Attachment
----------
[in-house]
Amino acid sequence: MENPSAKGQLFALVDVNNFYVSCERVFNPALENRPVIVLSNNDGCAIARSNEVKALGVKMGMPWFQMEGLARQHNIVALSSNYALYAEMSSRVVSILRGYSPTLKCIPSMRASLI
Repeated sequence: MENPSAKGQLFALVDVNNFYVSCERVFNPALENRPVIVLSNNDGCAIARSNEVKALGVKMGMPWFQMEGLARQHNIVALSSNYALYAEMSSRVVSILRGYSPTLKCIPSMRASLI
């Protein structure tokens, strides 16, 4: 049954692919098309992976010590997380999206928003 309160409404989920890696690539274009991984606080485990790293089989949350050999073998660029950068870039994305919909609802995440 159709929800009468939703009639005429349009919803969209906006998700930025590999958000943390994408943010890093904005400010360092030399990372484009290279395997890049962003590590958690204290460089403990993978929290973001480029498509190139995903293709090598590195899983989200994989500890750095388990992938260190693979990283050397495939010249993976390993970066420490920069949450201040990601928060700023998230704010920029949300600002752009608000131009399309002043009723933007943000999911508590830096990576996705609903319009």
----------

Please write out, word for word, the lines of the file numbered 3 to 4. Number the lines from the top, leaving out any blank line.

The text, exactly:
Repeated sequence: MENPSAKGQLFALVDVNNFYVSCERVFNPALENRPVIVLSNNDGCAIARSNEVKALGVKMGMPWFQMEGLARQHNIVALSSNYALYAEMSSRVVSILRGYSPTLKCIPSMRASLI
């Protein structure tokens, strides 16, 4: 049954692919098309992976010590997380999206928003 309160409404989920890696690539274009991984606080485990790293089989949350050999073998660029950068870039994305919909609802995440 159709929800009468939703009639005429349009919803969209906006998700930025590999958000943390994408943010890093904005400010360092030399990372484009290279395997890049962003590590958690204290460089403990993978929290973001480029498509190139995903293709090598590195899983989200994989500890750095388990992938260190693979990283050397495939010249993976390993970066420490920069949450201040990601928060700023998230704010920029949300600002752009608000131009399309002043009723933007943000999911508590830096990576996705609903319009």